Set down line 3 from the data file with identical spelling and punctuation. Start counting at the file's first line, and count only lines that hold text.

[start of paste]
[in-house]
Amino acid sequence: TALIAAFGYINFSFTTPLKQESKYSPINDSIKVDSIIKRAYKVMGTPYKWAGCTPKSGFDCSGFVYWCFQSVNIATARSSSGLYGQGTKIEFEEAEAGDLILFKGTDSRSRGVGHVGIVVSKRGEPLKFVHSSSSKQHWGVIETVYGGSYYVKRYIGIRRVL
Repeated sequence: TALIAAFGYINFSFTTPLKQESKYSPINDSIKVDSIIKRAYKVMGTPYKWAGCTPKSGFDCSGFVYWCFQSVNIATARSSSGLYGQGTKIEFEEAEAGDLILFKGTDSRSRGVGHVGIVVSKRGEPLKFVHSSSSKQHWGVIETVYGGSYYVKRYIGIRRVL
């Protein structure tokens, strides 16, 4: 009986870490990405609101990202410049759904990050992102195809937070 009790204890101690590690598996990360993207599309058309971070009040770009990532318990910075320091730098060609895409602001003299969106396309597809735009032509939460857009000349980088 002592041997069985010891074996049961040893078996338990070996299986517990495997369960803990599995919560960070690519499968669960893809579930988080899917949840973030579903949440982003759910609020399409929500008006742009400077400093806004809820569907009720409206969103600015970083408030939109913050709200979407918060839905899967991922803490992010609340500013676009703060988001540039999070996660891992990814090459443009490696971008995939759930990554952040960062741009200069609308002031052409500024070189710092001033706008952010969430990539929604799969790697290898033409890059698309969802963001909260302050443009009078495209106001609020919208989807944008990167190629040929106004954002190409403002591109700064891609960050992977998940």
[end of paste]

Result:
Repeated sequence: TALIAAFGYINFSFTTPLKQESKYSPINDSIKVDSIIKRAYKVMGTPYKWAGCTPKSGFDCSGFVYWCFQSVNIATARSSSGLYGQGTKIEFEEAEAGDLILFKGTDSRSRGVGHVGIVVSKRGEPLKFVHSSSSKQHWGVIETVYGGSYYVKRYIGIRRVL